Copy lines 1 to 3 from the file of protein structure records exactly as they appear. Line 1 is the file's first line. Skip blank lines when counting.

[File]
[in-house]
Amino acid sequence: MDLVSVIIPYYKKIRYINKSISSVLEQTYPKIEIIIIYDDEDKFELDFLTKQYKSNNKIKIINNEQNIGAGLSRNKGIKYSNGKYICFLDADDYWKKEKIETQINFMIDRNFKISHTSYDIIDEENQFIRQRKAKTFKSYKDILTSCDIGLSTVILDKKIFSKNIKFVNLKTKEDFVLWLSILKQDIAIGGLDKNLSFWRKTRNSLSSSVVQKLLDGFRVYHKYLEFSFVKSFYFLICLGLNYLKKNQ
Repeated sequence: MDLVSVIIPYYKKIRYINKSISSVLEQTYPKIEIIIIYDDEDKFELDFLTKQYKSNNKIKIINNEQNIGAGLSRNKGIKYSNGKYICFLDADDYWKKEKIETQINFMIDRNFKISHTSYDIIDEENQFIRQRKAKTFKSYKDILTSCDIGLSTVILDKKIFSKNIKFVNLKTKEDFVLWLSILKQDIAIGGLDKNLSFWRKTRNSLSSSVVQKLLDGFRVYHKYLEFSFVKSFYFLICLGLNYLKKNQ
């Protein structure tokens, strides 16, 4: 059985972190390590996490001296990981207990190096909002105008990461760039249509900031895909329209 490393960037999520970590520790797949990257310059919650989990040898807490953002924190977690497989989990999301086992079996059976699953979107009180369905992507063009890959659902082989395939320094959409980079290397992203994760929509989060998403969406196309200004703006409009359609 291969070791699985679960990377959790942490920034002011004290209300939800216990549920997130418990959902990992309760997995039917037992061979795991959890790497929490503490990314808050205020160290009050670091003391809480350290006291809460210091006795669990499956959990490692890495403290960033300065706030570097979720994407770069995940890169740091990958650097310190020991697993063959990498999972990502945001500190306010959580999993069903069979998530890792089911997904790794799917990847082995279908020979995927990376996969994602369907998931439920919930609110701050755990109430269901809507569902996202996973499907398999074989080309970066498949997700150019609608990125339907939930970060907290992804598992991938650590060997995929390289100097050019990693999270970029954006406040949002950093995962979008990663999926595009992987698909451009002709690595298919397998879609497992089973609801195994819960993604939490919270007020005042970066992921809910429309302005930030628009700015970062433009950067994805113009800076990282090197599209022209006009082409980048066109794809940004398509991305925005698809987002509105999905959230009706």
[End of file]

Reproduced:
[in-house]
Amino acid sequence: MDLVSVIIPYYKKIRYINKSISSVLEQTYPKIEIIIIYDDEDKFELDFLTKQYKSNNKIKIINNEQNIGAGLSRNKGIKYSNGKYICFLDADDYWKKEKIETQINFMIDRNFKISHTSYDIIDEENQFIRQRKAKTFKSYKDILTSCDIGLSTVILDKKIFSKNIKFVNLKTKEDFVLWLSILKQDIAIGGLDKNLSFWRKTRNSLSSSVVQKLLDGFRVYHKYLEFSFVKSFYFLICLGLNYLKKNQ
Repeated sequence: MDLVSVIIPYYKKIRYINKSISSVLEQTYPKIEIIIIYDDEDKFELDFLTKQYKSNNKIKIINNEQNIGAGLSRNKGIKYSNGKYICFLDADDYWKKEKIETQINFMIDRNFKISHTSYDIIDEENQFIRQRKAKTFKSYKDILTSCDIGLSTVILDKKIFSKNIKFVNLKTKEDFVLWLSILKQDIAIGGLDKNLSFWRKTRNSLSSSVVQKLLDGFRVYHKYLEFSFVKSFYFLICLGLNYLKKNQ